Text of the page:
We laid down, kind of weak and sick, and listened for more sounds, but didn’t hear none for a good while but just our hearts. We was thinking of that awful thing laying yonder in the sycamores, and it seemed like being that close to a ghost, and it give me the cold shudders. The moon come a-swelling up out of the ground, now, powerful big and round and bright, behind a comb of trees, like a face looking through prison bars, and the black shadders and white places begun to creep around, and it was miserable quiet and still and night-breezy and graveyardy and scary. All of a sudden Tom whispers:
“Don’t!” I says. “Don’t take a person by surprise that way. I’m ’most ready to die, anyway, without you doing that.”
“Look, I tell you. It’s something coming out of the sycamores.”
“It’s terrible tall!”
“Oh, lordy-lordy! let’s—”
“Keep still—it’s a-coming this way.”
He was so excited he could hardly get breath enough to whisper. I had to look. I couldn’t help it. So now we was both on our knees with our chins on a fence rail and gazing—yes, and gasping too. It was coming down the road—coming in the shadder of the trees, and you couldn’t see it good; not till it was pretty close to us; then it stepped into a bright splotch of moonlight and we sunk right down in our tracks—it was Jake Dunlap’s ghost! That was what we said to ourselves.
We couldn’t stir for a minute or two; then it was gone We talked about it in low voices. Tom says:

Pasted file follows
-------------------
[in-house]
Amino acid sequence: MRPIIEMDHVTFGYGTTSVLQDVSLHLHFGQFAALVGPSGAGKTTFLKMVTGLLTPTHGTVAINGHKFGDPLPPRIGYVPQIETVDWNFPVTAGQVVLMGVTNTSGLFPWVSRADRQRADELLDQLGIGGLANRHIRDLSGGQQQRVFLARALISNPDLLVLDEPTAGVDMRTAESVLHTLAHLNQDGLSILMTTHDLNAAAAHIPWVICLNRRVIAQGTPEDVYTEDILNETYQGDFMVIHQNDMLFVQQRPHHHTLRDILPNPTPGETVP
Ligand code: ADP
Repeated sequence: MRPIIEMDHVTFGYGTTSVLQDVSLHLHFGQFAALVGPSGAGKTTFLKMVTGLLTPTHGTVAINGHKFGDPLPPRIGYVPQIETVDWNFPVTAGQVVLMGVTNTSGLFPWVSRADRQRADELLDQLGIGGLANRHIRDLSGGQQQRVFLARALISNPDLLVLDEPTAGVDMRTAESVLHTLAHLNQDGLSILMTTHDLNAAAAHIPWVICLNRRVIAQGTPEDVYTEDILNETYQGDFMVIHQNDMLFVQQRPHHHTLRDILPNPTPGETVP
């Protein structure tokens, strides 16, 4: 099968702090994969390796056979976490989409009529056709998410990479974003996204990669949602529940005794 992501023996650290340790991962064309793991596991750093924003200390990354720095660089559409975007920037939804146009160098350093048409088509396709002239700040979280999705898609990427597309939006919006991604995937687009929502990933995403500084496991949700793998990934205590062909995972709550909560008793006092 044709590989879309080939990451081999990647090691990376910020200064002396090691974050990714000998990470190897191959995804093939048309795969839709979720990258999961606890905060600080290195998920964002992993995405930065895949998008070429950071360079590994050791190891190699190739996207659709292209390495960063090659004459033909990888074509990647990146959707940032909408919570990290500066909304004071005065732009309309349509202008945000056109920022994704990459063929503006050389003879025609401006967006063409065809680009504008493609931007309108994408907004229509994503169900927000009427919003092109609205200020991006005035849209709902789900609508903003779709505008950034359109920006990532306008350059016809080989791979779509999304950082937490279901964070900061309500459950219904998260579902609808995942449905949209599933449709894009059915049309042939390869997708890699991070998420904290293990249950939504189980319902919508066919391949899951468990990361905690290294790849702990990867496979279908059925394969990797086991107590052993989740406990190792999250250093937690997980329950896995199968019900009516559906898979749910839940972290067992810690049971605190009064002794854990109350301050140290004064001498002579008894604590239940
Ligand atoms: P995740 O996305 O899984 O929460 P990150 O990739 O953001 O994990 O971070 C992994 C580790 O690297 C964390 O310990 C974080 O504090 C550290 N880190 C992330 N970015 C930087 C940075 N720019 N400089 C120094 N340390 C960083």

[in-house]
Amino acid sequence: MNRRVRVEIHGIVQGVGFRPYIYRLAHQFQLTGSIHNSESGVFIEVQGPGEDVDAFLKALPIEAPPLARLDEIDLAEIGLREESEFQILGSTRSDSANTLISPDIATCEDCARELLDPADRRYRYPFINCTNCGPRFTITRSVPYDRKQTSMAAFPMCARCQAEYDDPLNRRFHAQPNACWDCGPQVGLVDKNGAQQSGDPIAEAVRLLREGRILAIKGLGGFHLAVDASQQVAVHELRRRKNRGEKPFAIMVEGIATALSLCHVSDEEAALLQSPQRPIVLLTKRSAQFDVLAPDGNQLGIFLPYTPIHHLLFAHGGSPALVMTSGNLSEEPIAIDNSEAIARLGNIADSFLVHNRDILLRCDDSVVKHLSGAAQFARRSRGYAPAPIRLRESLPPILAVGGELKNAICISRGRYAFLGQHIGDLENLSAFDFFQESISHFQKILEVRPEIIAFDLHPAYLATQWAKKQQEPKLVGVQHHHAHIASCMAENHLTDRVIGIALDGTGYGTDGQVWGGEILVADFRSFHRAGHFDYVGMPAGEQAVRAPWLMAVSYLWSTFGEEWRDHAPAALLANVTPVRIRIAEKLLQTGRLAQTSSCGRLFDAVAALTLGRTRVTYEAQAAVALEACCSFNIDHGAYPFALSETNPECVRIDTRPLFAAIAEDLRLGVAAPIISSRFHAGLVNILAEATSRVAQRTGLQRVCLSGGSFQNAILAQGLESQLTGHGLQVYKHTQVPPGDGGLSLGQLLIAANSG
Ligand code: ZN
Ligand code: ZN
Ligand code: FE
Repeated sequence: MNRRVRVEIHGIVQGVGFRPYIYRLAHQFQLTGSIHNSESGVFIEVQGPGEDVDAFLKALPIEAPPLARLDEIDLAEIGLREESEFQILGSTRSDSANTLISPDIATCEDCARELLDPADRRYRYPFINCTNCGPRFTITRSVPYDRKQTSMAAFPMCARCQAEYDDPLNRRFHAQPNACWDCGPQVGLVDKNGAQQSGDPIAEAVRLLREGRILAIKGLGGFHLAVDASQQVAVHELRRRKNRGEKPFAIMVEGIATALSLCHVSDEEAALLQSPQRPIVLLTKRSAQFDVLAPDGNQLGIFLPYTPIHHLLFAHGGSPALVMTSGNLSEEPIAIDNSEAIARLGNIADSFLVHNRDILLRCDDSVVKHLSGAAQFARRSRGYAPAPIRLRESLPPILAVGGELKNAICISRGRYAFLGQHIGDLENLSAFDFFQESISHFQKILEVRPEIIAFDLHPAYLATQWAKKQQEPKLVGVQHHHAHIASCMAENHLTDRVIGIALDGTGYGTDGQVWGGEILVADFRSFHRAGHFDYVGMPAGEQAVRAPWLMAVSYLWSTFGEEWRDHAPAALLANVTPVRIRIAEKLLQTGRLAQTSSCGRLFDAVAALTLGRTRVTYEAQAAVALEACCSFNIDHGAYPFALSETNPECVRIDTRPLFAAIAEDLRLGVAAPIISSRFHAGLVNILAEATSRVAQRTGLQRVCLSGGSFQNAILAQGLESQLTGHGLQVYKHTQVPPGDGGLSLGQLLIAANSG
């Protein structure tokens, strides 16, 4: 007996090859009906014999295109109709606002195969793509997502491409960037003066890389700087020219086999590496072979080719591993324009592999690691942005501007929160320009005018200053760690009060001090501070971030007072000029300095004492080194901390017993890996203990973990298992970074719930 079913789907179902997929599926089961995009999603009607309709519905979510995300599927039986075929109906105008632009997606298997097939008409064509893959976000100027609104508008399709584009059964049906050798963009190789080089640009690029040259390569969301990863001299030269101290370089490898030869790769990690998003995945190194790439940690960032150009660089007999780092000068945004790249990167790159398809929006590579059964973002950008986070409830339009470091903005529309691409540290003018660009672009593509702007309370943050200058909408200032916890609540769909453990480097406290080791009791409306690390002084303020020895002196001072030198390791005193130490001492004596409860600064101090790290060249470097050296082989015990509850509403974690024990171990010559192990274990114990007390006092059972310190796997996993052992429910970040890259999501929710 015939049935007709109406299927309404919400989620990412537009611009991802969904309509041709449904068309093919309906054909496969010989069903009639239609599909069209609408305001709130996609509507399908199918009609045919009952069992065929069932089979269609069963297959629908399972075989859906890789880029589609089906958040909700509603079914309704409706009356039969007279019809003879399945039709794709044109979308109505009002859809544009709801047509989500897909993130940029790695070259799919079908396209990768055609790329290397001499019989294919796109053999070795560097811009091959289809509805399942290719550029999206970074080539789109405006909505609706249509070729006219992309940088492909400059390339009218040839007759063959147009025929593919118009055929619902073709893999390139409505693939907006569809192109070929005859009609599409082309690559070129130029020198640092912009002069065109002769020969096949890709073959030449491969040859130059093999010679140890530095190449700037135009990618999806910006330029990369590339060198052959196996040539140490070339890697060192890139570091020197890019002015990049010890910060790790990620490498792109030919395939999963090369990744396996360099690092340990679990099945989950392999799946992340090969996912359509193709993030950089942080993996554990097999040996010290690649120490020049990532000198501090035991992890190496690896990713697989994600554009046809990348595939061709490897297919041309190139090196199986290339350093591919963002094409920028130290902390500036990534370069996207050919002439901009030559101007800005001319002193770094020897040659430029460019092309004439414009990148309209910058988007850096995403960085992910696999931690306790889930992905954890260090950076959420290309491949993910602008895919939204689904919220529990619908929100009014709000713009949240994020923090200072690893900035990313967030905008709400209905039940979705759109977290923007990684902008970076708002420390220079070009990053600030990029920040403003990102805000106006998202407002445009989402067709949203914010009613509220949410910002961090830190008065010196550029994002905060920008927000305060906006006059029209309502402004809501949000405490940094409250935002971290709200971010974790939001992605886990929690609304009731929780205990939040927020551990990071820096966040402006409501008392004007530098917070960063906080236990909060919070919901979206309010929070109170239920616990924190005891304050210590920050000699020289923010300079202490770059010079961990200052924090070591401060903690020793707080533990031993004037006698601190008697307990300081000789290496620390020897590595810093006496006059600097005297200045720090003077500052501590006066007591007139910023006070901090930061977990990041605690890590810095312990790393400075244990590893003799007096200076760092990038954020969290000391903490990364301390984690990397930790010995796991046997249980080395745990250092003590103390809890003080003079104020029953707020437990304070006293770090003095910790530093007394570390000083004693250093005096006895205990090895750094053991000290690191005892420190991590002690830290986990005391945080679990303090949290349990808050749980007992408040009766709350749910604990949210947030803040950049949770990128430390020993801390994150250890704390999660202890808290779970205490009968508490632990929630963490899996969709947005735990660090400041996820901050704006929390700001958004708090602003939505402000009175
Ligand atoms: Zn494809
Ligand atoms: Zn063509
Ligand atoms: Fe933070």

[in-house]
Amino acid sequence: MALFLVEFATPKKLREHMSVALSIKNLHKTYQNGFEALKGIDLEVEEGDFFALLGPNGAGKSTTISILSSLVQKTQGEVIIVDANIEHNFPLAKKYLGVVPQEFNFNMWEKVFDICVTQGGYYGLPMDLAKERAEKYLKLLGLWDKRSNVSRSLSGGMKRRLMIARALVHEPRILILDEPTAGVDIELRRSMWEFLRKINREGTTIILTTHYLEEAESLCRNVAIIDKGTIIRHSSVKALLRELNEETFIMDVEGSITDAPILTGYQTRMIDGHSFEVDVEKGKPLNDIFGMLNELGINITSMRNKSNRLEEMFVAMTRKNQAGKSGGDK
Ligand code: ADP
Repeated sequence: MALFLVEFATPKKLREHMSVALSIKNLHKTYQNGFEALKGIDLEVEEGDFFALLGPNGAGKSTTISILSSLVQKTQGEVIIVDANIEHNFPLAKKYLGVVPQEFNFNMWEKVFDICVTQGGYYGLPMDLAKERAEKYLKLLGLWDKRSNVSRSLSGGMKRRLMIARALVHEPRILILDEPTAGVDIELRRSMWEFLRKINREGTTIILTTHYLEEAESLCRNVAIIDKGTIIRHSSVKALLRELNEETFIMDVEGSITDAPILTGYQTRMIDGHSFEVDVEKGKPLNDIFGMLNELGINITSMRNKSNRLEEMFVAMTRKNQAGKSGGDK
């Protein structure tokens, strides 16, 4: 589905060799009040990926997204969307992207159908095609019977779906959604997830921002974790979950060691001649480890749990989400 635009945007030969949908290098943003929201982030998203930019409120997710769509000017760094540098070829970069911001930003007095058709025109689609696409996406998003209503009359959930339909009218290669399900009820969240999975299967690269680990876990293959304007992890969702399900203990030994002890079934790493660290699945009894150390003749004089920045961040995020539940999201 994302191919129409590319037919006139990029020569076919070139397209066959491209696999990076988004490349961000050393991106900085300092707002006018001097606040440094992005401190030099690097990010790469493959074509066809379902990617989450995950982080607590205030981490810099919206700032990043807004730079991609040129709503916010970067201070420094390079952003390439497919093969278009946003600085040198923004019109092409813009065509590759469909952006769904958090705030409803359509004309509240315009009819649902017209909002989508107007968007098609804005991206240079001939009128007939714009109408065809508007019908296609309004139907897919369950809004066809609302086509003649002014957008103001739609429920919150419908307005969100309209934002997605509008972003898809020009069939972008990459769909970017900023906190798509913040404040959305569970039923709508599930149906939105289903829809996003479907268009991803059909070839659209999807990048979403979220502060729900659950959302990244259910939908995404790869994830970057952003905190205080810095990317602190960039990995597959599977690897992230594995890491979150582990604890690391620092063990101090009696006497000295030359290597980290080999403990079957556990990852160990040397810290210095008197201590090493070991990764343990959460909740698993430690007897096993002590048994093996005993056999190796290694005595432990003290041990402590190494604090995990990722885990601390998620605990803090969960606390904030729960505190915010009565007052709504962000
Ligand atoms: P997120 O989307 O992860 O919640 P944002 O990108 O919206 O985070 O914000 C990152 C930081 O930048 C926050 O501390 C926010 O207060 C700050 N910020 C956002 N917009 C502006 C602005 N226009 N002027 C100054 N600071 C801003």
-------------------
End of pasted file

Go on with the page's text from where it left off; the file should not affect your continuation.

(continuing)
“They’re mostly dim and smoky, or like they’re made out of fog, but this one wasn’t.”
“No,” I says; “I seen the goggles and the whiskers perfectly plain.”
“Yes, and the very colors in them loud countrified Sunday clothes—plaid breeches, green and black—”
“Cotton velvet westcot, fire-red and yaller squares—”
“Leather straps to the bottoms of the breeches legs and one of them hanging unbottoned—”
“Yes, and that hat—”
“What a hat for a ghost to wear!”
You see it was the first season anybody wore that kind—a black stiff-brim stove-pipe, very high, and not smooth, with a round top—just like a sugar-loaf.
“Did you notice if its hair was the same, Huck?”
“No—seems to me I did, then again it seems to me I didn’t.”
“I didn’t either; but it had its bag along, I noticed that.”
“So did I. How can there be a ghost-bag, Tom?”
“Sho! I wouldn’t be as ignorant as that if I was you, Huck Finn. Whatever a ghost has, turns to ghost-stuff. They’ve got to have their things, like anybody else. You see, yourself, that its clothes was turned to ghost-stuff. Well, then, what’s to hender its bag from turning, too? Of course it done it.”
That was reasonable. I couldn’t find no fault with it. Bill Withers and his brother Jack come along by, talking, and Jack says:
“What do you reckon he was toting?”
“I dunno; but it was pretty heavy.”
“Yes, all he could lug. Nigger stealing corn from old Parson Silas, I judged.”
“So did I. And so I allowed I wouldn’t let on to see him.”
“That’s me, too.”
Then they both laughed, and went on out of hearing. It showed how unpopular old Uncle Silas had got to be now. They wouldn’t ’a’ let a nigger steal anybody else’s corn and never done anything to him.
We heard some more voices mumbling along towards us and getting louder, and sometimes a cackle of a laugh. It was Lem Beebe and Jim Lane. Jim Lane says:
“Oh, I don’t know. I reckon so. I seen him spading up some ground along about an hour ago, just before sundown—him and the parson. Said he guessed he wouldn’t go to-night, but we could have his dog if we wanted him.”
“Too tired, I reckon.”
“Yes—works so hard!”
“Oh, you bet!”
They cackled at that, and went on by. Tom said we better jump out and tag along after them, because they was going our way and it wouldn’t be comfortable to run across the ghost all by ourselves. So we done it, and got home all right.
That night was the second of September—a Saturday. I sha’n’t ever forget it. You’ll see why, pretty soon.